Fenby, a highly regarded foreign affairs specialist with a good deal of desk experience, was essentially a news man - and indeed won an early award with a scoop on Northern Ireland - whereas Sunday papers require a features approach. I favoured Alan Rusbridger, who had worked for me on The Observer. He became editor of The Guardian two years later.

The Guardian-isation of The Observer was an option at this time - sharing resources in foreign news, sport and specialist reporting, while maintaining some distinctive Observer voices. Having been deputy editor of The Guardian for five years, Fenby was well placed to oversee this process. But he had also been in at the birth of The Independent and turned instead to his former colleagues for support, possibly as a way of distancing the paper from The Guardian's influence. The effect was to create a three-way set of tensions, as Guardian journalists, Independent journalists and the surviving Observer journalists eyed each other warily, while The Guardian's management looked on balefully at the cost of it all.

Fenby was replaced in 1995 by Andrew Jaspan, the editor of The Scotsman - who was chosen, I suspect, because he was seen as a tough Andrew Neil-figure who could bring order to the newsroom floor.

Jaspan was caught in a hard place, between journalists who didn't respect him and a management that failed, in his view, to give him the backing he needed. He asked me once for lunch. When he started jotting down my suggestions, I couldn't help thinking: "I had 18 years to put my ideas into The Observer - if this man needs me, he must be desperate."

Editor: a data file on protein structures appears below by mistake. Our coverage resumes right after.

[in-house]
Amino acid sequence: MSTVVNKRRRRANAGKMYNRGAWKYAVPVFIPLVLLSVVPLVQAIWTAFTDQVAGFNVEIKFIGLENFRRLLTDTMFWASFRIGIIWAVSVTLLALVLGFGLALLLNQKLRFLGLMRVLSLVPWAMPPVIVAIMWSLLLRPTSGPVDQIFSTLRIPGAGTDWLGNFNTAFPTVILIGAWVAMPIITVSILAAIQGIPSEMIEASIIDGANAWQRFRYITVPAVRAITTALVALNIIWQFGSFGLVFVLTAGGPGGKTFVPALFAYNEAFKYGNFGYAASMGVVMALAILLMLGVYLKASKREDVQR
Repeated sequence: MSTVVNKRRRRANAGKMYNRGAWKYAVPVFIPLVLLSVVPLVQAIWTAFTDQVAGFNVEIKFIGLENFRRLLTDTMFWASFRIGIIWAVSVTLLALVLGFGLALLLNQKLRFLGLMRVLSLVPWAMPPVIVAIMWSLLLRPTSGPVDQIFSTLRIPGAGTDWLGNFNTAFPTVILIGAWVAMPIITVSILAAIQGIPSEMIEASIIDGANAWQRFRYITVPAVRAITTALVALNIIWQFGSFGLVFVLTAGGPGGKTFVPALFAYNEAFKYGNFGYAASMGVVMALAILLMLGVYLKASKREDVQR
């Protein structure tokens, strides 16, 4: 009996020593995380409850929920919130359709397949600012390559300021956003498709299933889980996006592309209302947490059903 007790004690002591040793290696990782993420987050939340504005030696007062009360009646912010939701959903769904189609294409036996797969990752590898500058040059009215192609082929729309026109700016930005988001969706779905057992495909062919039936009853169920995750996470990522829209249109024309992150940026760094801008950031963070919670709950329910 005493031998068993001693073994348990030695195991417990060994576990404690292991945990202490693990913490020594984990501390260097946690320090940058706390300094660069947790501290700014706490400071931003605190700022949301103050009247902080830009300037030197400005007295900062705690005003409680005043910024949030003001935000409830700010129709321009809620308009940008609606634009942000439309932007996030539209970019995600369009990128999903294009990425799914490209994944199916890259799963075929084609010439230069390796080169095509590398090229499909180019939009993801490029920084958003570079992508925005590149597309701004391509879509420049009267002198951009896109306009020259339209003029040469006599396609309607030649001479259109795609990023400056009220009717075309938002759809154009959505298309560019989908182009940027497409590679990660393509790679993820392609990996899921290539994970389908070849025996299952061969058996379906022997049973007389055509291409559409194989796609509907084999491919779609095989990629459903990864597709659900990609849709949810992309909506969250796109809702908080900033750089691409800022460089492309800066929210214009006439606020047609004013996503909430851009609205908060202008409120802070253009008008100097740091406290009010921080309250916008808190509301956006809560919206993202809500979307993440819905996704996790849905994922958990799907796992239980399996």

After a year, he was replaced by Will Hutton, the economics columnist, whose books had become bestsellers. I asked Peter Preston, the former Guardian editor, if Hutton was really an editor in the sense that he and I understood the job. His silence made me think that Hutton's appointment was a holding operation while The Guardian made a serious policy decision about The Observer's future - if any.

In 1998, Alton became the paper's fourth editor in five years - compare that with the three editors, J L Garvin, Astor and me, who between us had covered 87 years of the 20th century. Alton has proved an excellent choice, energetic and bounding with ideas. He had worked on The Observer before and, unlike his predecessors, understood its personality. I had tried to recruit him twice from The Guardian, once as sports editor and once to run the colour magazine.

The Guardian management, having made strategic errors early on, made amends with a major policy decision to add value for readers and relaunch The Observer as a more competitive product. The thinking seemed to be: if we have to lose money on the paper, let's at least have one we can be proud of.

The introduction of high quality (and high cost) monthly supplements on sport (2000), food (2001) and music (2003) have revived the circulation. The Guardian has also built an archive building in which, I'm glad to say, The Observer's history is accorded as much respect as that of the daily paper.

Finally, after 212 years, The Observer is in the care of a sympathetic media group, not a mad proprietor (Northcliffe, who owned it 100 years ago), an American oil company or an eccentric business tycoon with his own agenda. For that, at least, the ghost of David Astor must be glad. Would he like, admire or even recognise the present Observer? I think he might, though the question is irrelevant. The paper is there to cater for the interests and needs of a new generation of 21st-century readers - and is making a pretty good stab at it.

Donald Trelford was editor of 'The Observer', 1975-93. He is now visiting professor in journalism studies at Sheffield University and Chairman of the London Press Club and the British Press Awards